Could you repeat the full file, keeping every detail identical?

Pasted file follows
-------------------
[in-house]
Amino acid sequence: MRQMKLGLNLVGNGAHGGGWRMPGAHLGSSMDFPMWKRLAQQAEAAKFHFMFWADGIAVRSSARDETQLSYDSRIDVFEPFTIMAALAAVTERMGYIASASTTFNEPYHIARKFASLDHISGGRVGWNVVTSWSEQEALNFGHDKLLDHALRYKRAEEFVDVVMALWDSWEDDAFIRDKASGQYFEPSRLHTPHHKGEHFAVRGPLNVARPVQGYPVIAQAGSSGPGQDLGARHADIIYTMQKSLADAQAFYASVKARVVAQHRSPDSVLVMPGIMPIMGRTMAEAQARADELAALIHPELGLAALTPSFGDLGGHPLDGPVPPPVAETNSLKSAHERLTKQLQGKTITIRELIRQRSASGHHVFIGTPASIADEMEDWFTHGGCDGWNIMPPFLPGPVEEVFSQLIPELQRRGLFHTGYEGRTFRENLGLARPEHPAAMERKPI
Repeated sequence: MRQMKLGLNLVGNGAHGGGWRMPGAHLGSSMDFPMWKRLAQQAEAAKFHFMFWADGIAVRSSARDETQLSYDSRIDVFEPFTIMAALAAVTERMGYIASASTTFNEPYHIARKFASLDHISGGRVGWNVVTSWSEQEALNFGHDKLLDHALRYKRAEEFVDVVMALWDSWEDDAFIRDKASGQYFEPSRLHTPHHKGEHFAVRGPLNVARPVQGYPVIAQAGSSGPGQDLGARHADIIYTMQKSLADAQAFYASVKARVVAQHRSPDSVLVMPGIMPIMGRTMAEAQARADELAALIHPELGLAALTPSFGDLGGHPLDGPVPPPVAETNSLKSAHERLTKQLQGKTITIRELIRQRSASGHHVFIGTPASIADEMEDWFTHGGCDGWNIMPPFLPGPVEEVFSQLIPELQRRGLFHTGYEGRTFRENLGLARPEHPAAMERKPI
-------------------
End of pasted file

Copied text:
[in-house]
Amino acid sequence: MRQMKLGLNLVGNGAHGGGWRMPGAHLGSSMDFPMWKRLAQQAEAAKFHFMFWADGIAVRSSARDETQLSYDSRIDVFEPFTIMAALAAVTERMGYIASASTTFNEPYHIARKFASLDHISGGRVGWNVVTSWSEQEALNFGHDKLLDHALRYKRAEEFVDVVMALWDSWEDDAFIRDKASGQYFEPSRLHTPHHKGEHFAVRGPLNVARPVQGYPVIAQAGSSGPGQDLGARHADIIYTMQKSLADAQAFYASVKARVVAQHRSPDSVLVMPGIMPIMGRTMAEAQARADELAALIHPELGLAALTPSFGDLGGHPLDGPVPPPVAETNSLKSAHERLTKQLQGKTITIRELIRQRSASGHHVFIGTPASIADEMEDWFTHGGCDGWNIMPPFLPGPVEEVFSQLIPELQRRGLFHTGYEGRTFRENLGLARPEHPAAMERKPI
Repeated sequence: MRQMKLGLNLVGNGAHGGGWRMPGAHLGSSMDFPMWKRLAQQAEAAKFHFMFWADGIAVRSSARDETQLSYDSRIDVFEPFTIMAALAAVTERMGYIASASTTFNEPYHIARKFASLDHISGGRVGWNVVTSWSEQEALNFGHDKLLDHALRYKRAEEFVDVVMALWDSWEDDAFIRDKASGQYFEPSRLHTPHHKGEHFAVRGPLNVARPVQGYPVIAQAGSSGPGQDLGARHADIIYTMQKSLADAQAFYASVKARVVAQHRSPDSVLVMPGIMPIMGRTMAEAQARADELAALIHPELGLAALTPSFGDLGGHPLDGPVPPPVAETNSLKSAHERLTKQLQGKTITIRELIRQRSASGHHVFIGTPASIADEMEDWFTHGGCDGWNIMPPFLPGPVEEVFSQLIPELQRRGLFHTGYEGRTFRENLGLARPEHPAAMERKPI